The Competition Commission has accused Sasol Gas of violating competition law through excessive pricing of natural gas. The JSE-listed company is the only supplier of natural gas pipelines in South Africa, and this type of monopoly often warrants scrutiny.
“The commission found that Sasol Gas extracted gains of up to 72%. Excessive pricing has been going on for nearly a decade and is continuing,” the commission said in a statement.
“This claim stems from three complaints against Sasol Gas which were filed, in early 2022, with the Commission, by Egoli Gas (Pty) Ltd (Egoli Gas), the Industrial Gas Users Association of South Africa (IGUA-SA), and Spring Lights Gas (Pty) Ltd (Spring Lights).The Complainants alleged, among other things, that Sasol Gas engaged in excessive pipelined natural gas pricing in contravention of competition law.”
Sasol sources natural gas from the Pande and Temane gas fields in Mozambique and the commodity is transported from there to the company’s Secunda facility in Mpumalanga.
The committee said that it “relied on publicly available information to assess the prices charged by Sasol Gas to the Complainants for the costs of supplying natural gas by pipeline” and that on a “conservative” basis the average profit margin was as follows:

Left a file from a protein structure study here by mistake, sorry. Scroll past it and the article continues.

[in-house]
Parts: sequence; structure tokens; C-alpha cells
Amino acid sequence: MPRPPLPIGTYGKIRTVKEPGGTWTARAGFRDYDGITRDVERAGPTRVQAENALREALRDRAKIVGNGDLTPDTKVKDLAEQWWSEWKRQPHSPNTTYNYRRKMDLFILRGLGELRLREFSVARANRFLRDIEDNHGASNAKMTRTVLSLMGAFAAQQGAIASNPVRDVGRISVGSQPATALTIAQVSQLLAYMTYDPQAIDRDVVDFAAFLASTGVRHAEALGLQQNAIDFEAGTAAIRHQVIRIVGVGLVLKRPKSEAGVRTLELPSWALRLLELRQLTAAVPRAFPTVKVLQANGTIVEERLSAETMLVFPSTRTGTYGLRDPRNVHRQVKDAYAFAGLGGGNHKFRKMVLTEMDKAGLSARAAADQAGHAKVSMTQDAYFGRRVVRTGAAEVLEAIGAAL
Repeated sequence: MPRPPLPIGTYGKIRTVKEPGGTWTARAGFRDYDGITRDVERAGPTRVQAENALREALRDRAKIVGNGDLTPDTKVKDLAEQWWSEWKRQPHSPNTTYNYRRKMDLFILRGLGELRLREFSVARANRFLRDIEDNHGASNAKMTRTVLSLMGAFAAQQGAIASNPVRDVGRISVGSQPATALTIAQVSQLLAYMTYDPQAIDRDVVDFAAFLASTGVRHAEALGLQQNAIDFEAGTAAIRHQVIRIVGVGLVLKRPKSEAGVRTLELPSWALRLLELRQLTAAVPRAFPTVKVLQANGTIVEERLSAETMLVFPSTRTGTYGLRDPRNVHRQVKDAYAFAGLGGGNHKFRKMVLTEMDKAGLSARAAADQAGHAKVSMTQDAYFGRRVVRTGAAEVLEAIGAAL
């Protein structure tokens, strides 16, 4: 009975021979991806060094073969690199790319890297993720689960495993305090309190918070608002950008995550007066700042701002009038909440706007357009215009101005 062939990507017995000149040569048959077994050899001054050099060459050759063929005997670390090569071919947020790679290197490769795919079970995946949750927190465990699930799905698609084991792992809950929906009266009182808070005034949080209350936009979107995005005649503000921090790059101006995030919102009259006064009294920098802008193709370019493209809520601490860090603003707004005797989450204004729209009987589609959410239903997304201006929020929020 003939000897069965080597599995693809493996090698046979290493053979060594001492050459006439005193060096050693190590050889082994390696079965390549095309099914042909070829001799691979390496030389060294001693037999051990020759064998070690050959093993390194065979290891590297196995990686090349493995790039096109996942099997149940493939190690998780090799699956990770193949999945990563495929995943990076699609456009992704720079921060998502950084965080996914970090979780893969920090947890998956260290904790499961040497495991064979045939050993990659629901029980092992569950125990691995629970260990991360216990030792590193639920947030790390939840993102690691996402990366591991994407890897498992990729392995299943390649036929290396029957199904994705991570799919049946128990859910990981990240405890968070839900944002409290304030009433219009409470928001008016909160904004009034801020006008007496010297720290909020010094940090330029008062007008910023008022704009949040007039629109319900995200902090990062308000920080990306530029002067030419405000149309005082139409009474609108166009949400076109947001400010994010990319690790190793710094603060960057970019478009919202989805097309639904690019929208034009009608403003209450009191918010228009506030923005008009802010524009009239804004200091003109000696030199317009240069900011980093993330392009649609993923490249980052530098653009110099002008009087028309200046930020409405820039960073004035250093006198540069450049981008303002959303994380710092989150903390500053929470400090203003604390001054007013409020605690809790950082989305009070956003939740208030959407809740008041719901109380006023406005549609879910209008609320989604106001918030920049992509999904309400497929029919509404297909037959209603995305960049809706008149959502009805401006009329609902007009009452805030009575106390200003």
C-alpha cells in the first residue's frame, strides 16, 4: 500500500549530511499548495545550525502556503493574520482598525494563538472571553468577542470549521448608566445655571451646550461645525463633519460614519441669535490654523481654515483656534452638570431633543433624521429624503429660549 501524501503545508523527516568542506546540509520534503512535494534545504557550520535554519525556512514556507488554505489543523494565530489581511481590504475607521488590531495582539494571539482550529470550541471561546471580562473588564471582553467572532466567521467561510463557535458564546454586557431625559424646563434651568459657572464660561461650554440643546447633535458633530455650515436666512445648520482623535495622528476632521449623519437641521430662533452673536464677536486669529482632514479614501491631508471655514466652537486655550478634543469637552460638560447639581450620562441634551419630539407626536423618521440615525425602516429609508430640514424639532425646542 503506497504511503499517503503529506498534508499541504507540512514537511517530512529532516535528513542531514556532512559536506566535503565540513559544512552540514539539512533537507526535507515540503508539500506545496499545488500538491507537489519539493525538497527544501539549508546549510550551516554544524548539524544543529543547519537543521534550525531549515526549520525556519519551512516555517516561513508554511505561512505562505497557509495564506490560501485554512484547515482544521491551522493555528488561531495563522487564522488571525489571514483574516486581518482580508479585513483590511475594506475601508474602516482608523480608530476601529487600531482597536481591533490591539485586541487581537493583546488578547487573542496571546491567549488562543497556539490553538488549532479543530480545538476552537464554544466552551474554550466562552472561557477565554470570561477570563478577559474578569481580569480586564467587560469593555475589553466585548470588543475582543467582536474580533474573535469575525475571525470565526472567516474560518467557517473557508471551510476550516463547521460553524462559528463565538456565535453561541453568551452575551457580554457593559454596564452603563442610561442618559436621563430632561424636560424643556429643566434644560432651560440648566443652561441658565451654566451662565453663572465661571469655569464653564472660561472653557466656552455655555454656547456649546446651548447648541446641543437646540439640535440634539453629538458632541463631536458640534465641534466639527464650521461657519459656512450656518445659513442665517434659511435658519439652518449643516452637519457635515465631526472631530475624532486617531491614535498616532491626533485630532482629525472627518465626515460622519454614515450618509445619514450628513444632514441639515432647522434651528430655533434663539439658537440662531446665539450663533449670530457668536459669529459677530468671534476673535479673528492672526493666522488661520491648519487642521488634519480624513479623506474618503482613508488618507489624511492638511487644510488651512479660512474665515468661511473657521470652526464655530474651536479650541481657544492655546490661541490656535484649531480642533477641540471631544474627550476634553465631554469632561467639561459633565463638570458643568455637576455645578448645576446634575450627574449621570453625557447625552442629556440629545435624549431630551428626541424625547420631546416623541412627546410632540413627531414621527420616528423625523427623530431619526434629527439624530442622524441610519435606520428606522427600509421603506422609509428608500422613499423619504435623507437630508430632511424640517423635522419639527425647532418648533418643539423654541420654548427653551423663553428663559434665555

- IGUA-SA members were overcharged by 55%, over a nine-year period from 2014 to 2022;
- Egoli Gas has been charged an excess profit margin of 72%, over nine years from 2014 to 2022; And
- Spring Lights Gas has been overcharged by 59%, over a five-year period from 2018 to 2022.
The committee indicated that these exorbitant prices will generally pass on to consumers.
It accused Sasol Gas of not cooperating with its investigation.
Sasol Gas did not provide the Commission with the relevant information it requested during its investigation. Instead, Sasol Gas chose to file a review application with the Competition Appeal Court (CAC) challenging the commission’s competence to investigate the three complaints.
The commission said it has only one year under competition law to investigate such complaints unless it is extended by the complainant.
“In this case, the period of one year has already passed and one of the complainants indicated that no further extension could be granted pending judicial challenge to Sasol Gas… In the circumstances, and in the interest of the public interest, the duty to refer the complaint to [Competition] Litigating Special Court Before It Falls.”
Sasol confirmed its objection to the committee’s jurisdiction.
Sasol spokesperson Alex Anderson said in an email response to: Daily Maverick inquiries.
Sasol Gas has not officially received the referral of the complaint. “As soon as Sasol Gas has had an opportunity to consider the referral, we will respond as appropriate,” Anderson said.
The market’s response to the news was rather muted – Sasol’s share price fell in afternoon trading by just 1.5%. However, against the backdrop of an unfolding cost-of-living crisis, no company wants to be labeled for excessive pricing affecting consumers. As is usually the case in matters like this, lawyers will be busy with this one, and it doesn’t come cheap. DM